Can’t Touch This
One of the most memorable features of many nudibranch species is their bright colors and extravagant appendages that often hang or flow from their sides. In some cases, these are more than just for show. Venomous forms of these appendages, known as cerata, are seen on species such are used to deter predators, which learn to recognize the species as inedible or have already evolved not to both trying.
The Pelagic Nudibranch
As with most rules, there is almost always an exception. In the case of nudibranchs, which almost all live as benthic animals, this is also true. Nudibranchs of the genus Glaucus are known to float upside down near the surface of the water. Other exceptions include the pelagic nudibranchs Cephalopyge trematoides and Phylliroe bucephalum, which both swim in the water column. P. bucephalum is a parasitic species that uses Zanclea jellyfish as a host while it is a juvenile and then takes to swimming in search of various planktonic species to feed on as an adult.
Nudibranchs are often referred to as sea slugs because of their obvious slug-like appearance. They were also once grouped under the same family as sea slugs, Opisthobranchia, which included side-gill slugs, bubble snails, sea slugs, sea hares, and more.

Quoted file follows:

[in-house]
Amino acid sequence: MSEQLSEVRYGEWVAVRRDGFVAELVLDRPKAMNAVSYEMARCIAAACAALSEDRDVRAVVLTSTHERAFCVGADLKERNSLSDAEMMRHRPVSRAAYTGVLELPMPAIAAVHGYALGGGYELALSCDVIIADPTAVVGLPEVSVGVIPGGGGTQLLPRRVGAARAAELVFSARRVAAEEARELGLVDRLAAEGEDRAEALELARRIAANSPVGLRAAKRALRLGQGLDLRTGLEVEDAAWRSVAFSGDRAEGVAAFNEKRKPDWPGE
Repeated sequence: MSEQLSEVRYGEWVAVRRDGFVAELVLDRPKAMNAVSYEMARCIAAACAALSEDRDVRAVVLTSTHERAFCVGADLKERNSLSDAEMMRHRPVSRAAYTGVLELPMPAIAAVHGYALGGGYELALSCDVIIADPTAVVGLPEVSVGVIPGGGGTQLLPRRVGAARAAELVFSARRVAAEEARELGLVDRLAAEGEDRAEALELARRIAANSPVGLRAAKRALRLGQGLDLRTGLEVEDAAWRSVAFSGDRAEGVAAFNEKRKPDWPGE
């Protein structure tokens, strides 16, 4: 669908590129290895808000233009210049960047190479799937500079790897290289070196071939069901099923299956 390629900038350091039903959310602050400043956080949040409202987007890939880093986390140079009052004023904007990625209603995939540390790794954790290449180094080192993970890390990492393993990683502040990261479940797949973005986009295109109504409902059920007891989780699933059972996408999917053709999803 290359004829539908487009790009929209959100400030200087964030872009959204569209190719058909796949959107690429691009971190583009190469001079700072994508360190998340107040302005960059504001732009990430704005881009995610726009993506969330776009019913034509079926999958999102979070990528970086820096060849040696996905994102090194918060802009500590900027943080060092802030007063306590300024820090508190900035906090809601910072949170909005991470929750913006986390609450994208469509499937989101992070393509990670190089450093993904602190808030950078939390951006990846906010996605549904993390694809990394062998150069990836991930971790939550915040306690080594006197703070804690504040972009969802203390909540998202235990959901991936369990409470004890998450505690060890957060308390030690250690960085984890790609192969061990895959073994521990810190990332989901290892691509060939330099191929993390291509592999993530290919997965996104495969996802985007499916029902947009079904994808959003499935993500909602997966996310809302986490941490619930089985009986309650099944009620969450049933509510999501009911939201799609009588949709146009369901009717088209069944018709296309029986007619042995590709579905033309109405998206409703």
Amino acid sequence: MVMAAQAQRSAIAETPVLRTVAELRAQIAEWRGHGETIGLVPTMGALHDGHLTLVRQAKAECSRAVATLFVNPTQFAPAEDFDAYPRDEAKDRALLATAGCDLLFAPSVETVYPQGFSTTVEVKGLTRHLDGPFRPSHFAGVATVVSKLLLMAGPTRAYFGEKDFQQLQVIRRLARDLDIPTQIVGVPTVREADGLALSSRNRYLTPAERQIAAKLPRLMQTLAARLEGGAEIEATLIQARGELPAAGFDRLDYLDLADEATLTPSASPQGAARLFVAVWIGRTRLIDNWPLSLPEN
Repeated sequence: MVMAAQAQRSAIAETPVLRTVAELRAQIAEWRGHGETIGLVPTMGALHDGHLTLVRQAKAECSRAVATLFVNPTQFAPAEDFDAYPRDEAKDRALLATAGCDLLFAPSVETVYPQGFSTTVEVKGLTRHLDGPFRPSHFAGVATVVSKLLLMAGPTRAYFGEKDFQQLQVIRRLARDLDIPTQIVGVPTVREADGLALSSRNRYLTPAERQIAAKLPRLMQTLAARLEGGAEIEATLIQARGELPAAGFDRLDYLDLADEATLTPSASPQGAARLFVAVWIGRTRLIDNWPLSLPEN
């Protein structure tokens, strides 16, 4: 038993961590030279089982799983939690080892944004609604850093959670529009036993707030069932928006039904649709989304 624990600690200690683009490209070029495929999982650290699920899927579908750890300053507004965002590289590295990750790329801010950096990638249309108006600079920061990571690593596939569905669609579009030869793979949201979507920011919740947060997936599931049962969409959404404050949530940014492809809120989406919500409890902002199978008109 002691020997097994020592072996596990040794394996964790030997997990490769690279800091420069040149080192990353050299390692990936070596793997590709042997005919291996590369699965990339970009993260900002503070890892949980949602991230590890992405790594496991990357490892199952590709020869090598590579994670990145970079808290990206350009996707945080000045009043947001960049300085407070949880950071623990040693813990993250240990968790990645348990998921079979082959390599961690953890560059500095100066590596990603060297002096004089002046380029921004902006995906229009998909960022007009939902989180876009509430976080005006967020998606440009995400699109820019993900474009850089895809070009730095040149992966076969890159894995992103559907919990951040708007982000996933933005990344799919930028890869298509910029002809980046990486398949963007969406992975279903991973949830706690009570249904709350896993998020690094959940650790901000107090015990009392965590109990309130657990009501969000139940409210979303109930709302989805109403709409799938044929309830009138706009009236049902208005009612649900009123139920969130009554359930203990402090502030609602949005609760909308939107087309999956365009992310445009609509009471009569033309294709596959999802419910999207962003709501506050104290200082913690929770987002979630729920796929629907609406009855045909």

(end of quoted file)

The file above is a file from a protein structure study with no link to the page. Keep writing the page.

However, in 2005, genetic analysis recognized that nudibranchs were more closely related to pleurobranchs than any others in the group, and they were grouped together in a clade referred to as Neudipleura. By 2010, Opisthobranchia was no longer considered a valid clade, further distinguishing nudibranchs from other sea slugs.
Not Always Nude
When nudibranchs are developing and in their larval stage, they will float among the plankton – organisms that drift according to the ocean currents. At this point, they have a shell reminiscent of snails, albeit minuscule. This larval shell is referred to as an operculum. It isn’t until metamorphosis when they leave their larval stage and settle onto the seafloor that they shed their shell and spend the rest of their lives as benthic, shell-less organisms. Some species develop slightly differently – through direct development – and shed their shell before they emerge from their egg mass.